baltimoresun.com

« Stokes details plan to cut city property taxes | Main | Dutch proposes limits on funeral protests »

March 7, 2011

Senate passes ban on reading texts while driving

Annie Linskey reports:

The state Senate gave final approval Monday night to a bill that would prohibit motorists from reading text messages while driving, moving the issue toward the governor's desk.

The legislation would close a loophole lawmakers left open two years ago when they banned drivers from writing texts while driving. That legislation remained silent on reading the messages.

“Texting is blowing up,” said Sen. James Brochin, who led the effort to ban reading the electronic messages while driving. The bill passed 35 to 11.

“One more year of legislators on the road and seeing someone who was not paying attention cause a near accident is enough to give anyone pause,” the Baltimore County Democrat said. His bill also covers reading emails.

The National Safety Council estimates that 28 percent of all traffic accidents involve a motorist talking on a cell phone or texting while driving.

But in a lively Senate debate last week Republicans argued Maryland’s proposed ban overreaches. Why not criminalize reading a newspaper or book while driving? Why not make it illegal to drink a soda behind the wheel?

Brochin said reading a text requires more time and attention because it is interactive.

“People glance at a newspaper,” Brochin said. “When you are reading a text, you want to get all of it.”

The bill also covers motorists who are stopped at traffic signals or stop signs. Brochin argued that those who check their phones when stopped temporarily become absorbed in their messaging and frequently fail to start moving when a light changes, throwing off other motorists.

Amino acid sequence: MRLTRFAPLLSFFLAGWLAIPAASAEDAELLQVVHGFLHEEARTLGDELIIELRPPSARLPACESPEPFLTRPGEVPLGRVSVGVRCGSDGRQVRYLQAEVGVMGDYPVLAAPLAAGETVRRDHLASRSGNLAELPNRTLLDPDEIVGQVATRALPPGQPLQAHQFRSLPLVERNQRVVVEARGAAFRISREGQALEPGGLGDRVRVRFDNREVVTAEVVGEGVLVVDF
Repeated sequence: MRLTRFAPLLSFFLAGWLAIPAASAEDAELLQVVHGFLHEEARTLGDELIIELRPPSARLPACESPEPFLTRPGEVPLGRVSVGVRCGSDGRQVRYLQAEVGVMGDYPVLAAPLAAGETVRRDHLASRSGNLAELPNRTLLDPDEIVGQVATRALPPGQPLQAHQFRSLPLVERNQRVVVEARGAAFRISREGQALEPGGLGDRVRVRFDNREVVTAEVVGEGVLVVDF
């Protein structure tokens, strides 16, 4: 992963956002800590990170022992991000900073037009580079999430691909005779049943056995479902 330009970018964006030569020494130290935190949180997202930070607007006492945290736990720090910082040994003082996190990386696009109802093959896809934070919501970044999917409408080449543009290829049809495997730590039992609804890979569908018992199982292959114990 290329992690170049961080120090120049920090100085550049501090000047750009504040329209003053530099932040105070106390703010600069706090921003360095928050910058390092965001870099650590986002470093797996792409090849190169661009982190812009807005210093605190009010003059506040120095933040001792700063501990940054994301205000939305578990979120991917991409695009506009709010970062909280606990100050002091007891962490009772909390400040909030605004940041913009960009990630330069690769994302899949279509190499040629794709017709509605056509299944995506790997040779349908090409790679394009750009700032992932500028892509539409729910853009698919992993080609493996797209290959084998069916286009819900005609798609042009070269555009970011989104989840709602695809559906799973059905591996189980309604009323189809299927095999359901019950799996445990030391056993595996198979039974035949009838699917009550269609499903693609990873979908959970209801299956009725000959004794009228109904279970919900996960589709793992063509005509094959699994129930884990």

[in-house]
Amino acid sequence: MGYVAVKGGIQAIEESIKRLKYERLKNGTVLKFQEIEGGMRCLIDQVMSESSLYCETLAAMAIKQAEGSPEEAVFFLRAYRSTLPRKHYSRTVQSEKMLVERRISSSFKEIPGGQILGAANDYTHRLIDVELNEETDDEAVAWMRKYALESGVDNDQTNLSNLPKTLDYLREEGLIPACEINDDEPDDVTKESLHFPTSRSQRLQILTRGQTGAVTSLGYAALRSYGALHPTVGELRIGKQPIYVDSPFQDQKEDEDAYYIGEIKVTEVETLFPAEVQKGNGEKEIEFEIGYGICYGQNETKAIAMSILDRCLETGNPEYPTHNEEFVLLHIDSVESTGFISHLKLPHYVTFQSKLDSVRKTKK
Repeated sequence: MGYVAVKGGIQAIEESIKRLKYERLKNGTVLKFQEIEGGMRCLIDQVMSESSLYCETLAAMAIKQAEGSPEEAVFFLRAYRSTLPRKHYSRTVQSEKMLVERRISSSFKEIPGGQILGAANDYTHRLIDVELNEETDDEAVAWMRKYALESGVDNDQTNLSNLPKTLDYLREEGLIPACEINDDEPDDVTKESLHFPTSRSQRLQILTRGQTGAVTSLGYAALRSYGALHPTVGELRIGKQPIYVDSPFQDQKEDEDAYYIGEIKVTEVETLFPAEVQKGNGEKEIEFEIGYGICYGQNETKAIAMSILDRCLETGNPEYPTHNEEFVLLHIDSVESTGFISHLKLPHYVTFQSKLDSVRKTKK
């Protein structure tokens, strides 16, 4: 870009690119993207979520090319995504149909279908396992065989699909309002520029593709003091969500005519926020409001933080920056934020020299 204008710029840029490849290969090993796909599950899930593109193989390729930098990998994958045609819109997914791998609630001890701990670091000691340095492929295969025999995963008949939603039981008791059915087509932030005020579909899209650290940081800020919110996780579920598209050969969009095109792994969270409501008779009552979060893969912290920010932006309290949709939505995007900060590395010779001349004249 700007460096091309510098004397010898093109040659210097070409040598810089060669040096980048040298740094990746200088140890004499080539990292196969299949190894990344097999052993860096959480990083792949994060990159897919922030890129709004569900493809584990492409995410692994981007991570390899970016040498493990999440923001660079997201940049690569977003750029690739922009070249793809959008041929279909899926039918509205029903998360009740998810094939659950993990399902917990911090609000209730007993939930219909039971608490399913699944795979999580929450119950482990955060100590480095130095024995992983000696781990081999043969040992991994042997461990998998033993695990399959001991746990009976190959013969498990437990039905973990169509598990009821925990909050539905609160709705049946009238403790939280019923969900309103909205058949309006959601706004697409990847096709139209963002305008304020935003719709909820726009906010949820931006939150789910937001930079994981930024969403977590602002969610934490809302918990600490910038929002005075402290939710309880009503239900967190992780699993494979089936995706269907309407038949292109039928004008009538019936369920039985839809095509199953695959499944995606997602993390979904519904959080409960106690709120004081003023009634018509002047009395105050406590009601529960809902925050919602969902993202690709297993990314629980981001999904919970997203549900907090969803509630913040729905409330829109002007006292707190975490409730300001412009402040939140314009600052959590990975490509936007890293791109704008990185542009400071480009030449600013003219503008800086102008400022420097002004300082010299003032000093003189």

Checking a GPS application on a smart phone would still be allowed under Brochin’s bill.

A similar ban on texting sponsored by Del. James Malone passed in the House last week 115 to 23.

Malone, a Baltimore County Democrat, is hoping the texting ban will be paired with another bill he is sponsoring to strengthen legislation the General Assembly passed last year that prohibits talking on cell phone while driving.

Violating that rule is a secondary offense, meaning police can stop drivers only if they are violating another law. But Malone is pushing to empower officers to pull over anyone talking on their phone without a hands-free device. A measure that would do that was voted out of committee last week.

Malone said he believes drivers initially adhered to the cell phone ban when it went into effect in October, but became more willing to violate it as they learned they could not be pulled over for just talking while driving.

There’s been scant enforcement of the texting ban since it was passed last year: Police issued little more than 200 citations, according the Maryland District Court. The penalty is a $500 fine.

Posted by Matthew Hay Brown at 9:30 PM | | Comments (20)
        

Comments

What about checking facebook?

Absolutely appalling. Maryland should be ashamed of this. I'm not a very happy citizen right now with taxes I pay to keep this state going.

$500 fine for just glancing at your phone for 1 second?

Maryland's so broke right now they've resorted to "Stealing"

I HOPE THIS LEGISLATION GETS ENFORCED THESE GOVERNMENT CRONIES WHO THINK THEY ARE ABOVE THE LAW AND THE POLICE AS WELL.

NO ONE! AND I DO MEAN! NO ONE IS ABOVE THE LAW!

$500 for texting--is this a typo? It is $40 for a speed camera. $75 for a red light camera. Maybe it supposed to read $50?